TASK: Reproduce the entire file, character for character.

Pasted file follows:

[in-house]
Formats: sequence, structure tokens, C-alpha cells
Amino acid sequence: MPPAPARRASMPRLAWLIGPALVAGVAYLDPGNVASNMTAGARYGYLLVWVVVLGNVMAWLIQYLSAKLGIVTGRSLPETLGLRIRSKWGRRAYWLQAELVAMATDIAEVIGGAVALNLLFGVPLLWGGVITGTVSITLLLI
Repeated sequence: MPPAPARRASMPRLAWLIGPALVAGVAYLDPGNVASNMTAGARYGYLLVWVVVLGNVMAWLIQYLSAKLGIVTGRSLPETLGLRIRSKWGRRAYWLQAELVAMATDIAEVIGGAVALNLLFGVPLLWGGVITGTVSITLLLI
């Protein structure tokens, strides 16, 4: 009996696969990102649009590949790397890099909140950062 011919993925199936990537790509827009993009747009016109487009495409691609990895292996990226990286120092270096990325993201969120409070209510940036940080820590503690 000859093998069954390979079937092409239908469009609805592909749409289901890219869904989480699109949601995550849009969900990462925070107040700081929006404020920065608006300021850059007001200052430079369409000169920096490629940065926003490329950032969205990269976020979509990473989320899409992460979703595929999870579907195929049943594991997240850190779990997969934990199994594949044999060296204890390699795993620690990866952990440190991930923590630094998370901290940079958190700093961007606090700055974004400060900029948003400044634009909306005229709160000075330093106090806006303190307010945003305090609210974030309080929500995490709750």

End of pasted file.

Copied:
[in-house]
Formats: sequence, structure tokens, C-alpha cells
Amino acid sequence: MPPAPARRASMPRLAWLIGPALVAGVAYLDPGNVASNMTAGARYGYLLVWVVVLGNVMAWLIQYLSAKLGIVTGRSLPETLGLRIRSKWGRRAYWLQAELVAMATDIAEVIGGAVALNLLFGVPLLWGGVITGTVSITLLLI
Repeated sequence: MPPAPARRASMPRLAWLIGPALVAGVAYLDPGNVASNMTAGARYGYLLVWVVVLGNVMAWLIQYLSAKLGIVTGRSLPETLGLRIRSKWGRRAYWLQAELVAMATDIAEVIGGAVALNLLFGVPLLWGGVITGTVSITLLLI
């Protein structure tokens, strides 16, 4: 009996696969990102649009590949790397890099909140950062 011919993925199936990537790509827009993009747009016109487009495409691609990895292996990226990286120092270096990325993201969120409070209510940036940080820590503690 000859093998069954390979079937092409239908469009609805592909749409289901890219869904989480699109949601995550849009969900990462925070107040700081929006404020920065608006300021850059007001200052430079369409000169920096490629940065926003490329950032969205990269976020979509990473989320899409992460979703595929999870579907195929049943594991997240850190779990997969934990199994594949044999060296204890390699795993620690990866952990440190991930923590630094998370901290940079958190700093961007606090700055974004400060900029948003400044634009909306005229709160000075330093106090806006303190307010945003305090609210974030309080929500995490709750």